State-By-State Hay Summary

Rain in late May and early June delayed alfalfa harvest for many producers in southwest Kansas. The first cutting like pictured in this field will likely go for grinding hay due to the excess moisture. (Journal photo by Kylene Scott.)

Colorado—In the May 9 report, compared to the last report, trade activity light on light to moderate demand. Stable hay sold mostly steady. New crop alfalfa haylage across the state is ranging from $100-$130 standing.

Missouri—In the May 9 report, compared to last report, the supply of hay is light to moderate, demand light and prices are steady to weak. Field work continues to be on hold as fields are currently too wet to get in. Significant improvement in drought conditions was observed with the moisture from the last few weeks, with only 30% of the state showing in the latest monitor. This has helped to brighten the moods going into hay season and as typical seasonal lack of demand has put some pressure on the hay market, although most hay piles and barns are near empty until producers can get into fields. 

Nebraska—In the May 9 report, compared to last report, round bales of alfalfa sold steady. Ground and delivered alfalfa in the Platte Valley area sold $10 lower. Out west ground and delivered hay and large squares sold steady. Demand was mostly light throughout the week. Best demand was for large squares going out of state. Early talks on standing alfalfa started this week with a few throw-outs offers from $60 to $70 per ton. Last year standing hay for first cutting was costing $125 per ton. 

Oklahoma—In the May 10 report, compared to the last report, the demand and trade remain low. Several storms across Oklahoma have slowed down some hay trade as well as hay baling. Old-crop hay continues to move lower in price entering the new hay season. There are still barns full of old-crop hay that are trying to be sold and emptied for new-crop hay.  Next report will be released May 24.

Texas—In the May 3 report, compared to last report, hay prices are mostly steady on old crop hay. First cutting is underway in portions of the south, east, north, and irrigated fields in the west. Pricing on new crop hay is still being discussed, and producers might have a better idea in the upcoming weeks depending on the quantity and quality of hay being put up now. Heavy bands of moisture are still making there way over the eastern portion of the state, but the rest of the regions could use some additional rainfall. Supplemental feeding of livestock is still taking place in the Panhandle, west, and some droughted out areas in the Trans-Pecos area as spring grasses have been slow to green up due to limited moisture. Pasture and rangeland conditions across the rest of the state are rated from fair to good, however more spring moisture is needed to sustain spring and summer stocking rates. Next report will be released May 17.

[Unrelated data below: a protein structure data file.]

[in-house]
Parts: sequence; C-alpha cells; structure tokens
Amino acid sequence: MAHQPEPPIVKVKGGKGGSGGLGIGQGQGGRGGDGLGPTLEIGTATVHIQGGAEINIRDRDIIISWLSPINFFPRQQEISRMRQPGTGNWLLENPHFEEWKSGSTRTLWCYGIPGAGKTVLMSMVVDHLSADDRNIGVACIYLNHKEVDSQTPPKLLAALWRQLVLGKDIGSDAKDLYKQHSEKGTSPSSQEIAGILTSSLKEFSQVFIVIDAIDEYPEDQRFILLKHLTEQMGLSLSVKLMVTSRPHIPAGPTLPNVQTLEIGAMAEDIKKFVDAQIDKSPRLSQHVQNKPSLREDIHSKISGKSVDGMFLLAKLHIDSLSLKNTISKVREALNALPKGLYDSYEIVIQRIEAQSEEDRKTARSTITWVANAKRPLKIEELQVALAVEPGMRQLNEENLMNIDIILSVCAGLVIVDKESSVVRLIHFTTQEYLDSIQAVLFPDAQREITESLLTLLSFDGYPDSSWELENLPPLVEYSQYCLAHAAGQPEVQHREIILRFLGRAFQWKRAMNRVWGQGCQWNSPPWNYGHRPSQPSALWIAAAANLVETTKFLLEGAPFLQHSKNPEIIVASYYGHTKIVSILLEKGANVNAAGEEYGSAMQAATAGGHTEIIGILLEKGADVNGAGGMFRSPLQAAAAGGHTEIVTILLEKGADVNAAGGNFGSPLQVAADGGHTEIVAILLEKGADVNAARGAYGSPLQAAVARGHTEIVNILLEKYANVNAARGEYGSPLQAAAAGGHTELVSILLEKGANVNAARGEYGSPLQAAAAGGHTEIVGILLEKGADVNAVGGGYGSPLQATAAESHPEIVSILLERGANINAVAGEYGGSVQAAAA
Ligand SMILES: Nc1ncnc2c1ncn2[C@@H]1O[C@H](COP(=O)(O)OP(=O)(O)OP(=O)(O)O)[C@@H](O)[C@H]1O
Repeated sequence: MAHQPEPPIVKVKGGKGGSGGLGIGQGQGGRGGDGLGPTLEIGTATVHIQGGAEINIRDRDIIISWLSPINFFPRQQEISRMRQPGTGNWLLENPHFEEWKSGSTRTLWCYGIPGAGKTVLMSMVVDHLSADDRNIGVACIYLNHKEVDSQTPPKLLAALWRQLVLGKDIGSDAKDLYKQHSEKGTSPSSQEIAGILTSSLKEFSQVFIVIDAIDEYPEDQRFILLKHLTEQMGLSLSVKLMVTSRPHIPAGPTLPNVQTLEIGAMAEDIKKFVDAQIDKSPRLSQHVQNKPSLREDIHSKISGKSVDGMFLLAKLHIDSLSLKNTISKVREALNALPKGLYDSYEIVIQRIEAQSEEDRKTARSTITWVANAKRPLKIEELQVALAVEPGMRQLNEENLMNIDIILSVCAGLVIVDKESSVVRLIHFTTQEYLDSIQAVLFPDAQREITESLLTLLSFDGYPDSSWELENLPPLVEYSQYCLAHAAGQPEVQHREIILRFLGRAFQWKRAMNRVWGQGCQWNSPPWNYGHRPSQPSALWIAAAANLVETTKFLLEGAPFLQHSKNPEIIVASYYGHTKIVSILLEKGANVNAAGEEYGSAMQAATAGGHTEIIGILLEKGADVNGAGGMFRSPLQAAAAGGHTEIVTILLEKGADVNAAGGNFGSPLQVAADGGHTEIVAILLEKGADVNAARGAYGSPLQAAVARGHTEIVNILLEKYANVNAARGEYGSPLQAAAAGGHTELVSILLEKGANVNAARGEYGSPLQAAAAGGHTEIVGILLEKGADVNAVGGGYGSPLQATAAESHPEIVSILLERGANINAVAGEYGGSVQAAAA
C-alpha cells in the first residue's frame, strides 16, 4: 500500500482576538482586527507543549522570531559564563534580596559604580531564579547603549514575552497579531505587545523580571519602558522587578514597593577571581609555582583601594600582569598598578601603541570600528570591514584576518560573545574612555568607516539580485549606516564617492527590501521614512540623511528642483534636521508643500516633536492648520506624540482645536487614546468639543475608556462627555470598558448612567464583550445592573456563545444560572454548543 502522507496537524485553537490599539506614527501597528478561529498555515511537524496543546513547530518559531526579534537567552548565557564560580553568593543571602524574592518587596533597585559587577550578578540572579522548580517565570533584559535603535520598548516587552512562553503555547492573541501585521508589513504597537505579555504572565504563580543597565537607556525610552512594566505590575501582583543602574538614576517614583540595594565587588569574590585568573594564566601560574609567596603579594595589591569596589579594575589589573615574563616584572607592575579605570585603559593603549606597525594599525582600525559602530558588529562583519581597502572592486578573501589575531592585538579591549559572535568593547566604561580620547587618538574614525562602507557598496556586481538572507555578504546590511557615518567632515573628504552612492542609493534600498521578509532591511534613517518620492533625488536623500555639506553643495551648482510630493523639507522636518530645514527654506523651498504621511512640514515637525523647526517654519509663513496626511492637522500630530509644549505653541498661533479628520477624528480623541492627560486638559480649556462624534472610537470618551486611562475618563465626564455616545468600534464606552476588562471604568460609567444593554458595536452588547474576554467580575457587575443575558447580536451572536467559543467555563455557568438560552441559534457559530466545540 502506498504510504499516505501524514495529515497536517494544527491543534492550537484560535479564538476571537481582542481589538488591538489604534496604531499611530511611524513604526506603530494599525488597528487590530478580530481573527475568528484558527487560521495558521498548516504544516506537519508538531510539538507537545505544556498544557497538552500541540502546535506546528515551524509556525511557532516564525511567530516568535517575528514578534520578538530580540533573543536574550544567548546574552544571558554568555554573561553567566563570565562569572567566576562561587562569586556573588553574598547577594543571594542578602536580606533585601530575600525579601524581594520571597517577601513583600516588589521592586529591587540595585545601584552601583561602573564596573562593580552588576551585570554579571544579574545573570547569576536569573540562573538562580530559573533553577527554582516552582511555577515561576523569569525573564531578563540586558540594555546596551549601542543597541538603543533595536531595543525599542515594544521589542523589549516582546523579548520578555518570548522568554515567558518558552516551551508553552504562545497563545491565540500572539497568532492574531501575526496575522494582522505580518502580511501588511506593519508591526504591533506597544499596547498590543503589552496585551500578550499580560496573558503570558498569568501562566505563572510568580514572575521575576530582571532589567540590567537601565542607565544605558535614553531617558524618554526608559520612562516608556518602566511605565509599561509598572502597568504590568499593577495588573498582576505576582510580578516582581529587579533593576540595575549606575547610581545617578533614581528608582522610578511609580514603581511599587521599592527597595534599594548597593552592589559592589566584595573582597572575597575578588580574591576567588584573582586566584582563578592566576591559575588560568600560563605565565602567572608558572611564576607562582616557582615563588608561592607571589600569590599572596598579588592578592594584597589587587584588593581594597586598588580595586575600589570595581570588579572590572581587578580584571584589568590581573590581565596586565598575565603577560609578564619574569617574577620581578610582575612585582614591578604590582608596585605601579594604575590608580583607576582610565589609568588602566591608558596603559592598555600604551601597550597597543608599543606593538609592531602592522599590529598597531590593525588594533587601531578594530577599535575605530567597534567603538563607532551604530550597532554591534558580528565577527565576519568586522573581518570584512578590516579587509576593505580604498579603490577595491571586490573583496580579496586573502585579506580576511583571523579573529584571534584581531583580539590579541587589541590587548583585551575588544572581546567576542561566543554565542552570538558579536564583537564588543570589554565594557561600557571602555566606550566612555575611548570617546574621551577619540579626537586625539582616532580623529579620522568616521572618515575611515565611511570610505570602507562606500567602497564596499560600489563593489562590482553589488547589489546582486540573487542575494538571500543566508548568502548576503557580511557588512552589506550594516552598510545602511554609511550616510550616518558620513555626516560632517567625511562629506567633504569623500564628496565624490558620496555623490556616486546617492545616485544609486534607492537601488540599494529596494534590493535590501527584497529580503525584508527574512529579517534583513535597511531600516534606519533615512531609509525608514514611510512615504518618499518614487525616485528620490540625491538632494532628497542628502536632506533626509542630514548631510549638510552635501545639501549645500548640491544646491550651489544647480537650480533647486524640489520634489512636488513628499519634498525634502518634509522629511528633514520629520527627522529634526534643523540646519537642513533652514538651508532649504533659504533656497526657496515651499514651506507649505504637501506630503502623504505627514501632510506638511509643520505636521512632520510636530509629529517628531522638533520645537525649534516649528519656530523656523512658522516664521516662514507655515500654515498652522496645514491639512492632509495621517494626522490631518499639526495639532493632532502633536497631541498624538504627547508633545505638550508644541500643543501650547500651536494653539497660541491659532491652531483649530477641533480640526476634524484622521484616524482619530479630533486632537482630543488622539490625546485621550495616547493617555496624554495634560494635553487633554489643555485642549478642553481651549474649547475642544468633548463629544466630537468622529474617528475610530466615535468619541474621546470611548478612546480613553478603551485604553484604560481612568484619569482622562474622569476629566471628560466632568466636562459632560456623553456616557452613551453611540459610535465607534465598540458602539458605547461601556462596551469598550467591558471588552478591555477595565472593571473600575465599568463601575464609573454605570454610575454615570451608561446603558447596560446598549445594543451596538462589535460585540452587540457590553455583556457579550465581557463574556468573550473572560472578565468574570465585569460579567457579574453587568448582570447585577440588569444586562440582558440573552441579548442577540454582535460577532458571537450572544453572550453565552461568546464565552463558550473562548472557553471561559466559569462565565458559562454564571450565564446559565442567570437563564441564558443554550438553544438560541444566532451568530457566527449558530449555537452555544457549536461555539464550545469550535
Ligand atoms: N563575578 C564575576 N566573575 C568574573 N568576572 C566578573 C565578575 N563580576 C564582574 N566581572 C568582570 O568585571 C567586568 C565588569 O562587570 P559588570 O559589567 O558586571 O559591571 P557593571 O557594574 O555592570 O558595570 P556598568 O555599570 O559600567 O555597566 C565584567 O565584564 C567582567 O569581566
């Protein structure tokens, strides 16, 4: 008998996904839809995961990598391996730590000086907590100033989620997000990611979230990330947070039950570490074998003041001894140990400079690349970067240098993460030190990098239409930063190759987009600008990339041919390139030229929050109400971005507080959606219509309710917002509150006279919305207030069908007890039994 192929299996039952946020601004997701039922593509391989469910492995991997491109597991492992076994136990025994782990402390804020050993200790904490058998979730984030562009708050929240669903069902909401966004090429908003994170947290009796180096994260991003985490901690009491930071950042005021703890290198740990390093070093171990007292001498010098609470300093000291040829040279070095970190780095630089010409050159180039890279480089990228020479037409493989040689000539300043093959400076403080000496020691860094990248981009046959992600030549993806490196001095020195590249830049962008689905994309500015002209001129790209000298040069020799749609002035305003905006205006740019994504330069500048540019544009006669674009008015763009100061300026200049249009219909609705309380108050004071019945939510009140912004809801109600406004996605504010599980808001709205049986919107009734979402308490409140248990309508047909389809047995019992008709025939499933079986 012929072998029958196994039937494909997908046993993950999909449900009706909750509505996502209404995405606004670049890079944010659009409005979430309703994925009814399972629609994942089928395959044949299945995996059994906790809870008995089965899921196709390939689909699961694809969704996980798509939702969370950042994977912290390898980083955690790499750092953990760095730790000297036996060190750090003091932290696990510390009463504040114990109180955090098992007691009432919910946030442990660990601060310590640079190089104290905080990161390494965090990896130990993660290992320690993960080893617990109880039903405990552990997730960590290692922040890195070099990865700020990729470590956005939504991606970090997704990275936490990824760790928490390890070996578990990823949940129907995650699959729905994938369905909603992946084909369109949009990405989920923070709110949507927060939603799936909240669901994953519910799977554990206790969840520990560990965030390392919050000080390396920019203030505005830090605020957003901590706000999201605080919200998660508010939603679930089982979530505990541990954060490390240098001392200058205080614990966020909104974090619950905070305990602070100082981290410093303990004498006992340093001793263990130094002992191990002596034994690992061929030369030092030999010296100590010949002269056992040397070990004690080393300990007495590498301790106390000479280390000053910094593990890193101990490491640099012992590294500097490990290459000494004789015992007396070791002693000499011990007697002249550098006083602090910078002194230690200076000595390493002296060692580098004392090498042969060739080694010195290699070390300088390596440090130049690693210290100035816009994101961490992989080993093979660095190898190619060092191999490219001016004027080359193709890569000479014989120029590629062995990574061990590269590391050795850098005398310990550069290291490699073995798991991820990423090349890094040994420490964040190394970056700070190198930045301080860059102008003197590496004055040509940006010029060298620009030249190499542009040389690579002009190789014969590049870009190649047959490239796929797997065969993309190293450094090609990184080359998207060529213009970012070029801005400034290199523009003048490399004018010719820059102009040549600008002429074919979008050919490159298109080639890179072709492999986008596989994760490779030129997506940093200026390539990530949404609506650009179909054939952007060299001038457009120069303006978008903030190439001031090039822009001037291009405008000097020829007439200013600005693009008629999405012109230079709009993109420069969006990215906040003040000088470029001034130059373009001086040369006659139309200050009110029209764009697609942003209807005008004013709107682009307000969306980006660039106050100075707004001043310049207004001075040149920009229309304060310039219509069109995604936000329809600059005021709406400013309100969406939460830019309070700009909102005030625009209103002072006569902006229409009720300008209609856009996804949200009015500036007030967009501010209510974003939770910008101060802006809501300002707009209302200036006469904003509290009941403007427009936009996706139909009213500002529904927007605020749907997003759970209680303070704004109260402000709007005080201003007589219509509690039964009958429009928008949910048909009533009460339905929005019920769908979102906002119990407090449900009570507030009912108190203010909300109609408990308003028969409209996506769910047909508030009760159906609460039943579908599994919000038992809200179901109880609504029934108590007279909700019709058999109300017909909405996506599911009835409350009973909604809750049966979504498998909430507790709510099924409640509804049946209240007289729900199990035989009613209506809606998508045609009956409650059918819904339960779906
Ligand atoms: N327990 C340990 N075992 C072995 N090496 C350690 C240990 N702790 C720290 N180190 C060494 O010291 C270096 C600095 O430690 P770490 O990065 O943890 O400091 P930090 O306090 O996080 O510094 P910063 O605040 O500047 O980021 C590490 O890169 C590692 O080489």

South Dakota—In the May 10 report, compared to last report, movement has decreased this past week, demand has slowed down this week with some farmers out of hay until they start harvesting next month. Demand is expected to pick up in a few weeks when first crop is cut.

New Mexico—In the May 10 report, compared to last report, hay sales are steady southern and western part of the state having their 1st cut down and baled demand is good. Alfalfa hay for the first cutting is 38% complete, some have started second cutting. According to NASS data May 5, hay and roughage supplies were reported as 32% very short, 58% short, and 10% adequate, compared with 33% very short, 54% short, and 13% adequate last week. 

Wyoming—In the May 9 report, compared to last report, all reported hay sold steady on a thin test. Demand was very light to light. A load here and there mostly going to people with horses. A few cattlemen are getting a load of hay to feed until they can go to summer grass. 

Montana—In the May 10 report, compared to last report, hay sold generally steady to weak. Recent rain had many sellers looking to sell as the worry of drought has lightened some. Some producers moved large quantities of hay this past week, however many buyers are not taking delivery until summer or even early fall. Hay selling into Canada continued this week, however it was lighter as rain has muddied stack yards making it difficult to load. Buying was very active across the state. Supplies of hay remain heavy but a limited number of producers are starting to sell out of hay. Many are content to carry hay over into the next crop year and hope demand continues to improve. The best demand for feeder quality (utility and fair) hay remains around $130$-150/ton delivered. Demand for straw is light as heavy straw supplies continue to be seen especially in the northern portion of the state.